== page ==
“A lack of security features such as burglar bars and an alarm system will also detract from perceived value, so when evaluating a property, an experienced estate agent with a thorough knowledge of your suburb is likely factor in all of these elements to come to a realistic selling price,” says Greeff.

“The services of a qualified estate agent can be helpful in assisting would-be sellers to acquire information possibly crucial to your decision to either renovate or simply spruce up a property for resale,” says Greeff. “Request a listing of recent sales in the area. This will give you exact prices per square metre of homes comparable to yours. If your renovation plans are going to place your home in a price bracket way beyond the going rate, you’re likely to be overcapitalizing,” says Greeff.

He adds that whatever you decide to do, your home must be in a state of good repair; “Even a dated property will sell if it’s neat, but it helps to be a step ahead of the buyer, and this means presenting your home in the best light”. The absolute basics before any home is listed include the following:

– Keep gutters clear of leaves, particularly during autumn, and ensure that down pipes are unblocked and draining properly. Sagging gutters must be repaired.
– Damp marks on ceilings are indications of roof leaks and bubbling and blistering paint is a sign of damp.
– External walls, doors and windows must be regularly maintained – cracks must be mended and wood treated and varnished to avoid rot which leads to contraction and inevitably to leaks.
– Loose or creaky timber floors can be an indication of a faulty or dropped sub-floor structure.

Apart from achieving your asking price you also want the sale to happen as soon as possible, since having a property on the market for extended periods of time is likely to result in a drop in value as sellers get increasingly desperate and buyers more opportunistic. Swift sales are largely attributed to a winning combination of correct pricing and appeal – the latter speaks to the emotional aspect of real estate investment, with responses such as, “I just fell in love with the place” often sealing the deal. There are a number of ways to tap into this phenomenon.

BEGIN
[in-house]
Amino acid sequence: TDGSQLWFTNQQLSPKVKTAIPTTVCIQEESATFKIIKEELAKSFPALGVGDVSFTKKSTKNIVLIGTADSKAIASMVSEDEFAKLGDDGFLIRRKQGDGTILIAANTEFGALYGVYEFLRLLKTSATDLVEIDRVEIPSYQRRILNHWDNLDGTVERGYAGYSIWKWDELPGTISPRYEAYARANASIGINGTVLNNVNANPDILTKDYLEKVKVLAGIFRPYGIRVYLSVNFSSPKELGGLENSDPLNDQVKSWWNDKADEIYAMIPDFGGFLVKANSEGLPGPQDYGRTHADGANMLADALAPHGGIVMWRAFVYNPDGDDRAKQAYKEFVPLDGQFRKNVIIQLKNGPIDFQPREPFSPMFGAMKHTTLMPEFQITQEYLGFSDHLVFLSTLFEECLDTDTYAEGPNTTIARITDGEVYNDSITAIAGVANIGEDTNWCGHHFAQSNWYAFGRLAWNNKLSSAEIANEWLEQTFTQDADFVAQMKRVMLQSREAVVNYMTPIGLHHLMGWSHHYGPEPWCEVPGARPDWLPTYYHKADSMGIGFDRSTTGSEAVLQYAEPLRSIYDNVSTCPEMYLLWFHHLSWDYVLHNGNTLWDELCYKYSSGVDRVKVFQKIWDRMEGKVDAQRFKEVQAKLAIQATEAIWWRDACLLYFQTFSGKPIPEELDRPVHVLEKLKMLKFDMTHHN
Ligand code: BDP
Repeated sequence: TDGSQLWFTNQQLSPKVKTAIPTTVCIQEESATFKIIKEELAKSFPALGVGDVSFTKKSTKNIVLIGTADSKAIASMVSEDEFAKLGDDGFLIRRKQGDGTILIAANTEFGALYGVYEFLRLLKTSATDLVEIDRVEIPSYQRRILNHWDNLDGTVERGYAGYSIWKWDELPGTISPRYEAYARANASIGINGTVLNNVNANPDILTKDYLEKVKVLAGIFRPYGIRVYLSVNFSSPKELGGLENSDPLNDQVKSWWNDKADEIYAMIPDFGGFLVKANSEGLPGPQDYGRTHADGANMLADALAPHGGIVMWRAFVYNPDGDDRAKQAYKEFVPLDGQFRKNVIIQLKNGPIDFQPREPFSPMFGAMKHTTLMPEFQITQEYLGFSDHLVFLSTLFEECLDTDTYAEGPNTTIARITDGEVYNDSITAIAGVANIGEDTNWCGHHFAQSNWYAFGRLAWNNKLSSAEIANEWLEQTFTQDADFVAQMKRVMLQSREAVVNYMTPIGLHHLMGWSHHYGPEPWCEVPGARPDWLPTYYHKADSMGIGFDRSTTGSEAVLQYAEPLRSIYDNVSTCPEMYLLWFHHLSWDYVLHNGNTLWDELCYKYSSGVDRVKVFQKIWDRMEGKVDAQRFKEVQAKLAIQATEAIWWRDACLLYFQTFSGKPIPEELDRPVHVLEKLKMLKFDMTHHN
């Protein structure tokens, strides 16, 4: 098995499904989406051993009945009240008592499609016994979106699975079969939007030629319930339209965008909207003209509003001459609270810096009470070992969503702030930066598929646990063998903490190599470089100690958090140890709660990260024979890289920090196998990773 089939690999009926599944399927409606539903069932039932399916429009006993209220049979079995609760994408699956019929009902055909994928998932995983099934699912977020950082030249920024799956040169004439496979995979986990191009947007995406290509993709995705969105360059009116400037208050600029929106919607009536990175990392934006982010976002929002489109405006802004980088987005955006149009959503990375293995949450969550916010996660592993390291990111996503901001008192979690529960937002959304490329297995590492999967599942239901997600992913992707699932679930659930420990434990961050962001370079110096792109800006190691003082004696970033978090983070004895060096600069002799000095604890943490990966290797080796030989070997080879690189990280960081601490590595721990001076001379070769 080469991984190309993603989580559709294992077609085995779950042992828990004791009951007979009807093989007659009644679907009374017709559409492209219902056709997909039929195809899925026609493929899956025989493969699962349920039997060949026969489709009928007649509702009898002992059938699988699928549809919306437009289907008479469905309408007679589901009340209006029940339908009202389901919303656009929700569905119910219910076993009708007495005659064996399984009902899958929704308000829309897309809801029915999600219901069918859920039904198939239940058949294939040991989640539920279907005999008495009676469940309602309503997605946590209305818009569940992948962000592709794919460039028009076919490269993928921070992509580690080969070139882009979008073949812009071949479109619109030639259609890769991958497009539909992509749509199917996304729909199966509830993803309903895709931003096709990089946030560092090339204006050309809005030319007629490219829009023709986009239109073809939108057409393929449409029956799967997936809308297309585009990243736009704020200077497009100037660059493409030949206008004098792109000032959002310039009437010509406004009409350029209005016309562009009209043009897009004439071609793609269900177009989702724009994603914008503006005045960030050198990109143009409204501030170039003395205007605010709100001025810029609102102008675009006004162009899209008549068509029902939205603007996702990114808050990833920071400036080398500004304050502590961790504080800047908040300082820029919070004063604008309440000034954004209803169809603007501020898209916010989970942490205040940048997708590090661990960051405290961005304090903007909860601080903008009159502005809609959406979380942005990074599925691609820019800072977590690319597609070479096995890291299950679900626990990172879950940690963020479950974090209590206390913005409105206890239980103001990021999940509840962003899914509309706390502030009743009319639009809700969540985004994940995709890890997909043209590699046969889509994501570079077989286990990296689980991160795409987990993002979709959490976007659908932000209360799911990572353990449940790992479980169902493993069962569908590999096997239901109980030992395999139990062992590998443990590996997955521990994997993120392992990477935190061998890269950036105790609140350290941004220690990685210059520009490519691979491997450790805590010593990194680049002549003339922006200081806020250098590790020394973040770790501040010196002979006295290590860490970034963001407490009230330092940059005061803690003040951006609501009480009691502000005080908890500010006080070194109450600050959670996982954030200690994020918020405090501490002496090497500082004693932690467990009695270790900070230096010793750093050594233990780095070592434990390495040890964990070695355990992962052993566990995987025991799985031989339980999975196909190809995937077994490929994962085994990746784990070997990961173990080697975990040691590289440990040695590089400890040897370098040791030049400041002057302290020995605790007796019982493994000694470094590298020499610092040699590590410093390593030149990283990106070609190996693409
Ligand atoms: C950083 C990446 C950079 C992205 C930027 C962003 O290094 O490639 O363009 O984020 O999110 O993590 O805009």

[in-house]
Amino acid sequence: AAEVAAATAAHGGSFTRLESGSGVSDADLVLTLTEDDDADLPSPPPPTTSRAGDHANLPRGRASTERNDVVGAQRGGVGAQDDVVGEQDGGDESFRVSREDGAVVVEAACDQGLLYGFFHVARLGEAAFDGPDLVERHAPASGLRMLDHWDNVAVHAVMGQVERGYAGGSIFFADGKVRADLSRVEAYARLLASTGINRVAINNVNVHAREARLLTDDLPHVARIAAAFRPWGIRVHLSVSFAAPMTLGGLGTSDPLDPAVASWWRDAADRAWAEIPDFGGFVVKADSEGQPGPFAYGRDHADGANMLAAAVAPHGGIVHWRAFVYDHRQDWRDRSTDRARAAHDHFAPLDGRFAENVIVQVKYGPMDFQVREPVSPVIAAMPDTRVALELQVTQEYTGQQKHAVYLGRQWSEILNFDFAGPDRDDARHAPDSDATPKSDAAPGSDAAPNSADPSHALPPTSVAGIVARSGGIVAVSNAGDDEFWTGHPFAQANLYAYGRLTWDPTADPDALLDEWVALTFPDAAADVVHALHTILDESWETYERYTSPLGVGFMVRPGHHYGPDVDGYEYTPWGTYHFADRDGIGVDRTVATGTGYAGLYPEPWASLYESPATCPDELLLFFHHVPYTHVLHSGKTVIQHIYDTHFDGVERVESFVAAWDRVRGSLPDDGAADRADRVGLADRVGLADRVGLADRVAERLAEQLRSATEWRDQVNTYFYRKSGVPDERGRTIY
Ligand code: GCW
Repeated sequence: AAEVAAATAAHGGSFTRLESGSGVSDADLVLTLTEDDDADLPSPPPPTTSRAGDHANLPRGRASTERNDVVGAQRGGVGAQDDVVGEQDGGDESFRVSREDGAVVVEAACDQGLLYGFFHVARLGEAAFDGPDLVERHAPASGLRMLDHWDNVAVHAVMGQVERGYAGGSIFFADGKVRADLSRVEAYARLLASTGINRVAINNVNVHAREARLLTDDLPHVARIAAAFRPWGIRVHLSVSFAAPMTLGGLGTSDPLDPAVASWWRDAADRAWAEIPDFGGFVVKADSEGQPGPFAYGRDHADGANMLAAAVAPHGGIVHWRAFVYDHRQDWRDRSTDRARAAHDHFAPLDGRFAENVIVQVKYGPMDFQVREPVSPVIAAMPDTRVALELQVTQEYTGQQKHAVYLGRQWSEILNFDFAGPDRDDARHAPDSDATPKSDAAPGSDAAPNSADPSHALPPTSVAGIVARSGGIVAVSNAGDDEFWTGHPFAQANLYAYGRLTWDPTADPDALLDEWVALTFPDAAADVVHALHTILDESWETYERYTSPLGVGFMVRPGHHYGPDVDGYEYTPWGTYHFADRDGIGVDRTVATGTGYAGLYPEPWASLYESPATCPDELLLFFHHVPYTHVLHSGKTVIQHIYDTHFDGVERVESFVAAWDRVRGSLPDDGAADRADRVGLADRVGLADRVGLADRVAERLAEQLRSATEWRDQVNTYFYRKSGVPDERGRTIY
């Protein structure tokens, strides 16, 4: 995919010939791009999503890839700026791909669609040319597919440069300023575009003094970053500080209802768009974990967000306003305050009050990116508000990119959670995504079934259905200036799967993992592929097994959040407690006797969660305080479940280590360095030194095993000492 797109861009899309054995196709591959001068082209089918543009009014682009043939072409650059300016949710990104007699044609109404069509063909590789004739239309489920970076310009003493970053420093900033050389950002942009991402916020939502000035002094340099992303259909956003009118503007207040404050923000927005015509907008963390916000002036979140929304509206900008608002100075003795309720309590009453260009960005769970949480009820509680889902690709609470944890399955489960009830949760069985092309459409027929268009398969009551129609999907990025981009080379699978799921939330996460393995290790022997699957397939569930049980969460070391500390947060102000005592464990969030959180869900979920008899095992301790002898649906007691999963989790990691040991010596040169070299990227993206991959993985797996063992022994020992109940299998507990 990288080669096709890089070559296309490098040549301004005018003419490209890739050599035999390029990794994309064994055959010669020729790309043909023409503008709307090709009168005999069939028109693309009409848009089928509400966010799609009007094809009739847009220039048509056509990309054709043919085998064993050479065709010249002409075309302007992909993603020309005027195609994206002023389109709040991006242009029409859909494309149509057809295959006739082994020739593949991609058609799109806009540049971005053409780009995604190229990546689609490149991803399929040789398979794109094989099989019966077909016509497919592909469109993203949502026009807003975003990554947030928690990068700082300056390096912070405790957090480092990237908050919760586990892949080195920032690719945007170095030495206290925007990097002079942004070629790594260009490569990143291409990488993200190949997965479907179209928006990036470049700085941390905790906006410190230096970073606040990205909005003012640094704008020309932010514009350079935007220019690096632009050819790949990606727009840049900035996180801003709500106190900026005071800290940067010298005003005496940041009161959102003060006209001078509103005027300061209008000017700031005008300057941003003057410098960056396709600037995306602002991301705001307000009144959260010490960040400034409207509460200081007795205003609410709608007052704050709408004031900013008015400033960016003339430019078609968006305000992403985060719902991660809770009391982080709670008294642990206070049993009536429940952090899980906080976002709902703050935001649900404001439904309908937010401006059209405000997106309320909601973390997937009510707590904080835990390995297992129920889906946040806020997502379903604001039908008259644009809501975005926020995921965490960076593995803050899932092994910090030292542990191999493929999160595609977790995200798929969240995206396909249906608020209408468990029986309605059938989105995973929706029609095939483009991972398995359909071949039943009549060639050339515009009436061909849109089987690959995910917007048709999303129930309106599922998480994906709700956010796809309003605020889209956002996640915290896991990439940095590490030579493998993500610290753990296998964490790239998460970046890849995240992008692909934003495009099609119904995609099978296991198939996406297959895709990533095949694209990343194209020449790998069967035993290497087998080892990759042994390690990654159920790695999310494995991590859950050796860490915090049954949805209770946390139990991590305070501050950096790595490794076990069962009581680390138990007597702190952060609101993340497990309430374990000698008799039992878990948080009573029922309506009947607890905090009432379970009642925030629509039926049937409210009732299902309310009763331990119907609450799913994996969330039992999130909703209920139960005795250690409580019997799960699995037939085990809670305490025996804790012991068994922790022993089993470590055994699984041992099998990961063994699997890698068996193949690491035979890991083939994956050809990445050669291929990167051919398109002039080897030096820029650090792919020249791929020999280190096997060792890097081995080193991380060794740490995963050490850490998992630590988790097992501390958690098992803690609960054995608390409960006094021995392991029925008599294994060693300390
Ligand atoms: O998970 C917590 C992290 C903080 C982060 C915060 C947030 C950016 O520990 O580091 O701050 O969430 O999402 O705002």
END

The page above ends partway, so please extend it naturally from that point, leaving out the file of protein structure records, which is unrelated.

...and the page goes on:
– A new coat of paint is essential. Opt for neutral tones to maximize universal appeal.
– Remove dated and soiled fixtures like awnings and bin old, rusty or broken garden furniture.
– Replace old light fittings and never leave naked bulbs on display – they create a depressing aura of neglect.
– A functioning fireplace adds tremendous emotional appeal, so lay fresh firewood or pine cones in the grate to prompt potential buyers to visualise a cosy scene. Alternatively, you can retro-fit a gas fireplace.
– A clean spacious area makes it easier for buyers to imagine their own furniture in the room. Clear away clutter, and if possible, remove a piece or two of furniture from cramped rooms – this can create the illusion of space.
– Hire a home stager – someone who will style or stage your home with rented furniture and objets d’art, with the specific purpose of increasing its appeal to potential buyers.
– Convert any extra rooms to bedrooms – this adds perceived value.

“An attractive garden almost always gets a potential buyer through the front door,” says Greeff. “Don’t let your garden be an afterthought. Budget for it and allow some time or you’ll find yourself spending a fortune at the nursery in the rush up to a show day,” says Greeff.